After weeks of speculation, Argentinean President Cristina Fernández de Kirchner announced on Monday that her government is going to nationalize the Spanish Repsol subsidiary YPF, declaring that her country’s hydrocarbon industry was a sector of “public interest.”
In a speech made in Buenos Aires after returning from the Americas Summit in Colombia, Fernández de Kirchner explained that she will send a law to Congress that proposed giving 51 percent control of YPF to the federal government and the remaining 49 percent to the country’s provinces.
In the coming days, the country’s appraisers will decide how much it will reimburse YPF for its shares.
“When one makes decisions in the interests of national management […] one also expects that managers understand the interests of the state,” Fernández de Kirchner said.
“We are the only country in America and one of the few in the world that doesn’t manage its own natural resources, but there were stronger arguments in favor of us taking this decision,” she said.
The nationalization came just days after Spain issued a stern warning against the Argentinean government not to take control of YPF, threatening to break “economic and fraternal” relations if the leftist Peronist administration of Fernández de Kirchner followed through with the plans.
In Madrid, María Dolores de Cospedal, secretary general of the ruling Popular Party (PP), said the government intends “to give an energetic response” after consulting with its European Union partners.
An EU delegation from Brussels was scheduled to arrive in Buenos Aires on Thursday to demand that Argentina respect the agreements it has signed with foreign investors.
“The EU has nothing against Argentina demanding that YPF invest more in the country, but it must be done respecting the commitments both sides adopt in their agreements,” a Brussels source told the Buenos Aires daily Clarín.
For months, YPF has seen cancellations of concessions for oil fields in several provinces, including Chubut, Santa Fe, where the governors of those southern regions accuse YPF of not making investments to up production.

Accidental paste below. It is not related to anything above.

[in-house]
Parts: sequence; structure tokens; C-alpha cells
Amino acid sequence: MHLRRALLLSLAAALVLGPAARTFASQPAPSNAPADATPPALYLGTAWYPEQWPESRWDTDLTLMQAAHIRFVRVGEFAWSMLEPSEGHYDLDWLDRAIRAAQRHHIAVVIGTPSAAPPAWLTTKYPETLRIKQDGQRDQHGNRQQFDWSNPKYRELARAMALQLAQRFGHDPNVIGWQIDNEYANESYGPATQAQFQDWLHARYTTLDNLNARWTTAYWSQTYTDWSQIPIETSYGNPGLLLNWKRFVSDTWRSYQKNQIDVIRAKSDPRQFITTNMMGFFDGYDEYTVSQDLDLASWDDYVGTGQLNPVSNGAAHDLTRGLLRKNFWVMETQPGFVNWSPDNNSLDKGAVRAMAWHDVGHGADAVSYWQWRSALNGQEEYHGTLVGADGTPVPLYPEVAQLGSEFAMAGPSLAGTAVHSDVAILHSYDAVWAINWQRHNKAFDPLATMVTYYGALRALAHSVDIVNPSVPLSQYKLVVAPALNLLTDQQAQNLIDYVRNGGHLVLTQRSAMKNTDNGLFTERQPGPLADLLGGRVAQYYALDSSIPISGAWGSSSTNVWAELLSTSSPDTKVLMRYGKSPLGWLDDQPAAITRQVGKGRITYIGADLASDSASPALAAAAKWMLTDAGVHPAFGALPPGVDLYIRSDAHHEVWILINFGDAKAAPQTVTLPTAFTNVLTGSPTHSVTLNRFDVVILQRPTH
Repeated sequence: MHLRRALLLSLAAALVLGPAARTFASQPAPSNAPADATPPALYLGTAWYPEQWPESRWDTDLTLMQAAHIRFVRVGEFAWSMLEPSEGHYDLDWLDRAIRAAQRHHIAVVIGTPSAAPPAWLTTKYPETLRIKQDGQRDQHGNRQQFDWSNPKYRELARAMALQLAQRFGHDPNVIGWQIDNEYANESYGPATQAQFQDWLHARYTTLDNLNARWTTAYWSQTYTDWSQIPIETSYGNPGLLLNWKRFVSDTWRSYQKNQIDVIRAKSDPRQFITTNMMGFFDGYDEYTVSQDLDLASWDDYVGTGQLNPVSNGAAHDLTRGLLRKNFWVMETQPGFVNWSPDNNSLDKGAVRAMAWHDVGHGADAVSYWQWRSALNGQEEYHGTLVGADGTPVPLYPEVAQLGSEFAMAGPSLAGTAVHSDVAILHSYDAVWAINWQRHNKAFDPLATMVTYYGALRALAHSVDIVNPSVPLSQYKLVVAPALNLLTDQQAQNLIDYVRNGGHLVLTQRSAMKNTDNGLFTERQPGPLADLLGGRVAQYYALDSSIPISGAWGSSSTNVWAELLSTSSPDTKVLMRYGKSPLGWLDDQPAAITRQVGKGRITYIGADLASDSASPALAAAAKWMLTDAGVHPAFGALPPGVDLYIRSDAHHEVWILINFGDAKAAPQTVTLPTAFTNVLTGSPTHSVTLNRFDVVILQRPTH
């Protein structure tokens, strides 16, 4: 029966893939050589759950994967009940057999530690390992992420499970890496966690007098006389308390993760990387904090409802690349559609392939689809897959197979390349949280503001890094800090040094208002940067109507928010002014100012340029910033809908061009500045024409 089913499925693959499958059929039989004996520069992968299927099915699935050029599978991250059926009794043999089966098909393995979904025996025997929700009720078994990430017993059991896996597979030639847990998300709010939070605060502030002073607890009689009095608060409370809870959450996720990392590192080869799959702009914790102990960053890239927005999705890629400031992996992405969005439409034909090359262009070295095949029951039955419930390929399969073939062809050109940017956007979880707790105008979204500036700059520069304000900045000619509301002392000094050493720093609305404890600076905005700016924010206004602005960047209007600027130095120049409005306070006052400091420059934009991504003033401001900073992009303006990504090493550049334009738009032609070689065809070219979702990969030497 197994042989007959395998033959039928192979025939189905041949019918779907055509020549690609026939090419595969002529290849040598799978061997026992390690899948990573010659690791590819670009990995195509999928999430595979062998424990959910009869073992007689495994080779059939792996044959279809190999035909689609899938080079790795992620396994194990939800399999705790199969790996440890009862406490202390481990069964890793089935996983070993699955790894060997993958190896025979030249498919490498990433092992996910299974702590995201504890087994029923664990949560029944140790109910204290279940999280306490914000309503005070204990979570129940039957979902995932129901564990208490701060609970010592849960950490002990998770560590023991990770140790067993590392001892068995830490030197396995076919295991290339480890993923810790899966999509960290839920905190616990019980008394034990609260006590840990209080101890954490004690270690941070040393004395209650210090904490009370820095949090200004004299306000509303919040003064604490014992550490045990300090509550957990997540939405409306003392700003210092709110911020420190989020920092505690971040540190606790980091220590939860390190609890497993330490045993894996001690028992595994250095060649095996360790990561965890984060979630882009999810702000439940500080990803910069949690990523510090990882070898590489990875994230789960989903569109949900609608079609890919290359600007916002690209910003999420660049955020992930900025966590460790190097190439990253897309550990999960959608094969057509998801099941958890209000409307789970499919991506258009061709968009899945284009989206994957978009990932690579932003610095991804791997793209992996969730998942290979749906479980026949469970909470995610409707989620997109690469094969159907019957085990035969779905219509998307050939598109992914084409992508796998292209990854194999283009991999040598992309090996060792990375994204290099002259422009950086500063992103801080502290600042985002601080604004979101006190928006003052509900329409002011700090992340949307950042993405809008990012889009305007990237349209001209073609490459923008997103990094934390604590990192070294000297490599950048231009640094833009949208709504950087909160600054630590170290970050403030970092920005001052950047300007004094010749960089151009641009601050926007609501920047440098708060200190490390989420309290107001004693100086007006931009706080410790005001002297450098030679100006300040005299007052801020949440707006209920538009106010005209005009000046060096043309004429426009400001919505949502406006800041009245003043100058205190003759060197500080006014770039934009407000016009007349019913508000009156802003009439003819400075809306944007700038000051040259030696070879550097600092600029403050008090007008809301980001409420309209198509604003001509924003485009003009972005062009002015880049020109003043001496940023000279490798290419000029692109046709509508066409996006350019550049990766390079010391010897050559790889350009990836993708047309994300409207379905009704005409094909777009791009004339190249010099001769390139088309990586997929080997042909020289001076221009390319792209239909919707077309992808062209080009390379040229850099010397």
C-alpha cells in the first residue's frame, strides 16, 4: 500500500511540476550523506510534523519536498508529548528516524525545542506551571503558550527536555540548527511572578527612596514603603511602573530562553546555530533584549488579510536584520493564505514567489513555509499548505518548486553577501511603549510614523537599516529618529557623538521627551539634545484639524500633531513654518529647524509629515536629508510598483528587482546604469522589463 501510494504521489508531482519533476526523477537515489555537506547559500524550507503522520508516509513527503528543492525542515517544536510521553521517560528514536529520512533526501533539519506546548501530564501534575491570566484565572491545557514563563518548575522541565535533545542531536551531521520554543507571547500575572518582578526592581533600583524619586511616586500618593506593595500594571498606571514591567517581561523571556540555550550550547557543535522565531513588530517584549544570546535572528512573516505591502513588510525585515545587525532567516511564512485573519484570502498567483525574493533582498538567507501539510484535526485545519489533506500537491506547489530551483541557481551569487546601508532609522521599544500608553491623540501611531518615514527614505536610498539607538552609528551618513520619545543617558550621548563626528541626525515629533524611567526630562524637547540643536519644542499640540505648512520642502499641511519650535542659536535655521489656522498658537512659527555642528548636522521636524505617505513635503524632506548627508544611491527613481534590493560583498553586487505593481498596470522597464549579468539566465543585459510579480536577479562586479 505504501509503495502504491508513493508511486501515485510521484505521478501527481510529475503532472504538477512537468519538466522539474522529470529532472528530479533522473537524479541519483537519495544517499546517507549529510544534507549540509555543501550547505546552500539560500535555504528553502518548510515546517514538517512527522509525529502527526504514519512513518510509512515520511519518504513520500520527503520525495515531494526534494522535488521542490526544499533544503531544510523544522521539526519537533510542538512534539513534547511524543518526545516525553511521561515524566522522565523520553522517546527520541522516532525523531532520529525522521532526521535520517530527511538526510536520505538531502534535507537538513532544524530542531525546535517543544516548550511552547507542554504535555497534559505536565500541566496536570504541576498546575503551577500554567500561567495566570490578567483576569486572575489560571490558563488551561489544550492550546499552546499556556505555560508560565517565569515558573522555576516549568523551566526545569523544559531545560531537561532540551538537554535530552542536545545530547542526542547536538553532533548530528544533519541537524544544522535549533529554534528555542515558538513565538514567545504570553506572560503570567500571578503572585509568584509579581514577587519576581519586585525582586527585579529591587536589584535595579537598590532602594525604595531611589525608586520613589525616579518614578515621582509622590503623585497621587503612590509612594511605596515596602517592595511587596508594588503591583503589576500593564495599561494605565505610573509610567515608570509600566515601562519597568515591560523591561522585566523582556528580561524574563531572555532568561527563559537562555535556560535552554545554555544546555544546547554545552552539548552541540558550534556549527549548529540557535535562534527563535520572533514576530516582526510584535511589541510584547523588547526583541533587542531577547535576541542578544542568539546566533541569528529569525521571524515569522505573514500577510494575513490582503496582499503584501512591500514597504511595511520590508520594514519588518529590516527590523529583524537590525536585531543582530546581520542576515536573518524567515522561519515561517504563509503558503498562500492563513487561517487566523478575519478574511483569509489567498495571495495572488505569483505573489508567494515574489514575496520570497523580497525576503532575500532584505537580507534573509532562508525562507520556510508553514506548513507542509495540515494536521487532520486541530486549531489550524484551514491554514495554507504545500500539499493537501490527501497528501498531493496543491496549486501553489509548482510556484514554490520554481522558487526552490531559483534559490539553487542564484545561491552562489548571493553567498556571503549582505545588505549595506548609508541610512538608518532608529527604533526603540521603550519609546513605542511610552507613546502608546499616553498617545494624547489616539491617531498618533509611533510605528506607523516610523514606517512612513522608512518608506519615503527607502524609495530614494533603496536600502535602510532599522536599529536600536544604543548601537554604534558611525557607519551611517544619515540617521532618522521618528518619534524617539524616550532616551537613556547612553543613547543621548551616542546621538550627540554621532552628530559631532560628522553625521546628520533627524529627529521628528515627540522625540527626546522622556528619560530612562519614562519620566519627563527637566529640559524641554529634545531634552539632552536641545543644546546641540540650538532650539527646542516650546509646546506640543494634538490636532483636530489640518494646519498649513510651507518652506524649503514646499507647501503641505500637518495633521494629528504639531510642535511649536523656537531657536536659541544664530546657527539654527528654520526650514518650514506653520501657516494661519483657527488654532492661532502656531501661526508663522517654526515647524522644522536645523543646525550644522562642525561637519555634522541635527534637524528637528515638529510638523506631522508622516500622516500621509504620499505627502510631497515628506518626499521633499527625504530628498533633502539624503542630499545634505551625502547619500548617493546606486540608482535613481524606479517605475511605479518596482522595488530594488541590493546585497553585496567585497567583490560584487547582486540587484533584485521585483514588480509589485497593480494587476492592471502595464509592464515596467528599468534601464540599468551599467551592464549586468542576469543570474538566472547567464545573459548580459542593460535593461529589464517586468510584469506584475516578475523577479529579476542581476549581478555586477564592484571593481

YPF has repeatedly stated that it has made enough investments in the country as outlined in the current Hydrocarbons Law. But Fernández de Kirchner said in her speech that YPF’s investment graph in Argentina looked “like an elephant’s trunk” – a thinly veiled reference to the fallout from King Juan Carlos’ recent hunting expedition in Botswana.
Following the president’s announcement, YPF’s shares dropped 18 percent on the New York stock exchange.
YPF, which was privatized in 1998 under President Carlos Menem’s administration, has also been under the control of the Peterson Group owned by the powerful Eskenazi family of Argentina, which owns 25.46 percent. Repsol controls the remaining 53.47 percent.
The EU delegation said that it was also concerned that Fernández de Kirchner would make nationalization moves against other Spanish companies, such as Endesa’s local Edesur affiliate.
However, Fernández de Kirchner tried to calm overseas investors of other government takeovers by mentioning that her government has helped seek funding for foreign companies operating in Argentina, such as FIAT.
Fresh back from Cartagena, Colombia, where she met with US President Barack Obama and other regional leaders, Fernández de Kirchner has been unsuccessful in winning support for her country’s continued claim to the Falkland Islands. The Argentinean president wanted the regional leaders to include the issue as a clause in the final statement, but no such declaration was drafted.